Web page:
I re-invented a new photographing technique. The technique is new in the digital domain but, in fact, the phenomenon itself was known since the early era of digital photography.
I don’t remember the name of the camera but I heard that digital cameras could not capture colours before the Bayer filter was invented so you had to take three shots—one for red, one for green and one for blue—and then they were merged into one photograph. However, if there was moving elements such as clouds, waves, cars, pedestrians, cats in the picture, you get unnatural colours.
Although people tried to avoid this effect to capture natural photographs, I thought it would be interesting to create such colours on purpose as a new way of artistic expression, and so I devised this technique. Let me tell you how to do it in details.
Yuga Kurita Photo Exhibition “In Search of Lost Space”
I’m having my third solo exhibition at Island Gallery in Tokyo. It is located near the Tokyo Station Yaesu Exit. Visit the gallery to see my works printed on the finest paper. I’m at the gallery all the time during the period. See you at the gallery =)
Photo Exhibition “In Search of Lost Space” Period: Feb 17, 2017 (FRI) – Feb 26 (SUN) 11:00AM–7:00PM
– No Admission Charge
– Open everyday during the period
Venue: Island Gallery (MAP) Address: Kyobashi 1-5-5 B1, Chuo-ward, Tokyo
Nikon D600 + AF-S Nikkor 24-85mm f/3.5-4.5G ED Nov 8, 2013 at Kuwazaki, Lake Kawaguchi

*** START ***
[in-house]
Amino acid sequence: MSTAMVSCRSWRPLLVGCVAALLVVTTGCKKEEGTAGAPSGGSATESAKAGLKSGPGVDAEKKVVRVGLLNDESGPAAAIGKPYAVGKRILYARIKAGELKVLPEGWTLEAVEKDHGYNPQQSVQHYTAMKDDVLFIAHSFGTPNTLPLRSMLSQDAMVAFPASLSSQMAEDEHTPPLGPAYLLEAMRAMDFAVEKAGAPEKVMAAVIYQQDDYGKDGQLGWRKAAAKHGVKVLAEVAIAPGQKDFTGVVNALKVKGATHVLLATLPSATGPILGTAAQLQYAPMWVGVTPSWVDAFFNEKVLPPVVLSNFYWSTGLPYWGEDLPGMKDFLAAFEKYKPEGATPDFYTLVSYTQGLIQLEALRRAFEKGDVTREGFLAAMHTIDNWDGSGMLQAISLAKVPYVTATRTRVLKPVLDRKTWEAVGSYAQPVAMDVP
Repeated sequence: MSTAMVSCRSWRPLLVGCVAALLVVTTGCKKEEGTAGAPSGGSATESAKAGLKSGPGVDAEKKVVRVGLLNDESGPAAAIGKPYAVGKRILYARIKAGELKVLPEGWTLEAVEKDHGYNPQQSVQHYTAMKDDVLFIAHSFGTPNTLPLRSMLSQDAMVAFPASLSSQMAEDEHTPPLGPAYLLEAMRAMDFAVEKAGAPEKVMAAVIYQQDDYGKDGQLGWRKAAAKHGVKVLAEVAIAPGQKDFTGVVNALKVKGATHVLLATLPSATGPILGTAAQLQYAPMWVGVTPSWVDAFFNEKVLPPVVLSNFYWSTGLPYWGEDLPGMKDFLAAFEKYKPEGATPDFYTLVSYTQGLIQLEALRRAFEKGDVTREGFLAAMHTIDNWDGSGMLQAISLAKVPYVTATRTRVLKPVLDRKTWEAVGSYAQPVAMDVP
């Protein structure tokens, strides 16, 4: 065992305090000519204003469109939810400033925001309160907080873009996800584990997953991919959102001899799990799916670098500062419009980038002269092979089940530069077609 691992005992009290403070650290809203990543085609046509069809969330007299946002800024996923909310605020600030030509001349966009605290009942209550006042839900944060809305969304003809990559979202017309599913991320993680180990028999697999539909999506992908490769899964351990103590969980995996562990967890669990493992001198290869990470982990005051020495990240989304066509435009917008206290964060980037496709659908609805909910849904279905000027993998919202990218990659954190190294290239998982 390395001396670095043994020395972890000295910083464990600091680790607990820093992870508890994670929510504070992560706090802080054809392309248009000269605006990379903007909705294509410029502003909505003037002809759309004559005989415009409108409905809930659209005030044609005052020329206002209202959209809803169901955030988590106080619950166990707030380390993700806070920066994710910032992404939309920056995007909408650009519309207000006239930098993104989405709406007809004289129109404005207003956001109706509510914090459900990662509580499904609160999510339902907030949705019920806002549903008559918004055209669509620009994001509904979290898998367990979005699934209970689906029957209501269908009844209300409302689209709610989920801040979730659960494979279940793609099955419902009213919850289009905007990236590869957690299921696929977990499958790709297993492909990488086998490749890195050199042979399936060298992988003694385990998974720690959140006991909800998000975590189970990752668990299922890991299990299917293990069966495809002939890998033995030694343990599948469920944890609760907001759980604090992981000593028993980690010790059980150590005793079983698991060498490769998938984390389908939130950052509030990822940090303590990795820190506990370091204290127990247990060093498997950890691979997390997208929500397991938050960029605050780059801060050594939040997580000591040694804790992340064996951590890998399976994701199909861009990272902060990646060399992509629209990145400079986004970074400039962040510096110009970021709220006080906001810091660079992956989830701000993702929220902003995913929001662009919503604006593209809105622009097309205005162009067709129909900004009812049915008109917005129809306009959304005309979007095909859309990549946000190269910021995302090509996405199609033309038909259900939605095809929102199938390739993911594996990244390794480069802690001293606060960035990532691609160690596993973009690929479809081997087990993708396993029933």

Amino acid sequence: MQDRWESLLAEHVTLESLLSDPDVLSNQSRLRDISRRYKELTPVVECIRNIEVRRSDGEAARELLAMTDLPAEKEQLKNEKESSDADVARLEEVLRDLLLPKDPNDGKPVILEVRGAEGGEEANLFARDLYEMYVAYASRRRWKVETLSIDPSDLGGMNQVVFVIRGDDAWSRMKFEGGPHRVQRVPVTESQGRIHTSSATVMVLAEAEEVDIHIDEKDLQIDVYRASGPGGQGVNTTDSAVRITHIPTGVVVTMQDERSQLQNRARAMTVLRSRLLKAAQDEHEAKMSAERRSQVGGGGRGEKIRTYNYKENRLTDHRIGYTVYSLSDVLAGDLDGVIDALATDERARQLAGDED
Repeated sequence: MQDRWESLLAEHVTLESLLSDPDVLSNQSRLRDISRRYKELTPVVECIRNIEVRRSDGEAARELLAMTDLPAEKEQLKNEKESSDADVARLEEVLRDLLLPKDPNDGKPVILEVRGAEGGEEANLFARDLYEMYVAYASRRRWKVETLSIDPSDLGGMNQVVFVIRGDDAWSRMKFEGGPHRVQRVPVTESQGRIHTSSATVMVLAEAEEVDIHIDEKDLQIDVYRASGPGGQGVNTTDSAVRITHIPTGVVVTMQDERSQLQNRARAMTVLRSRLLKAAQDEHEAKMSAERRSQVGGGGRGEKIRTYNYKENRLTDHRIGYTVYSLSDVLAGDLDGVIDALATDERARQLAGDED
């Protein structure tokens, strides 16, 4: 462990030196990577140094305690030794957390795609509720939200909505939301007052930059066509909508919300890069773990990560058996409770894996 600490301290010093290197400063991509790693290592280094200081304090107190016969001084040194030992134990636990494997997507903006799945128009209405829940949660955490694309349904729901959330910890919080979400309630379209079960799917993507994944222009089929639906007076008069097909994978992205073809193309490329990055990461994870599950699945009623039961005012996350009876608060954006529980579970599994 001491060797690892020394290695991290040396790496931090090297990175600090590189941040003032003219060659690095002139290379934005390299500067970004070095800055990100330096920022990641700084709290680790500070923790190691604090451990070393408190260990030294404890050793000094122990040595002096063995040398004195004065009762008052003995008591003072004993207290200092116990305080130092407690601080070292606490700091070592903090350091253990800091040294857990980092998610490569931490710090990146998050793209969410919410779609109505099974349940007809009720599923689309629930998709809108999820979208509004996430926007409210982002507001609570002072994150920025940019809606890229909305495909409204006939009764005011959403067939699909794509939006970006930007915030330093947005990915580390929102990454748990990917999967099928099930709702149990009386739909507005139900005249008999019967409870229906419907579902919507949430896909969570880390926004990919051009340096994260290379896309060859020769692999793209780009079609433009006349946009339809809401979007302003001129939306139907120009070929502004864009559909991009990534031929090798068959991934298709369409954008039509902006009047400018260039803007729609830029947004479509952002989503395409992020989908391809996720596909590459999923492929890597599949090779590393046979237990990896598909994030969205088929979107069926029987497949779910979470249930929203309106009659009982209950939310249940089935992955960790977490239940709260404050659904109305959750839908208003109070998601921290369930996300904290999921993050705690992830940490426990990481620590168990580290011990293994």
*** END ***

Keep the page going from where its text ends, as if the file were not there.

If you plan to come to Japan in autumn, I’d definitely recommend you to visit the Fujigoko area in Yamanashi prefecture. Here’s the top 5 reasons:
1) The air is cleaner and Fuji is more visible than summer!
A lot of people visit the area in summer and are often disappointed that they can’t see Fuji. Even people living in the area like me, sometimes can’t see Fujisan for weeks. So the chance for you to see Fujisan in this season is quite slim.
Literary Giant Soseki Natsume wrote, “There’s only one thing we can be proud of in Japan. That’s Mt. Fuji.” Back then, Japan had just emerged from feudal isolation and was locked in the midst of a rapid modernization. Having recently returned from the UK, Soseki felt Japan was significantly behind western nations and unable to create anything worth taking pride in. Although we now have technological and cultural advancements that we can take pride ourselves in, facing Mt. Fuji with a solemn heart still reveals the thing lost during modernization. (Yuga Kurita)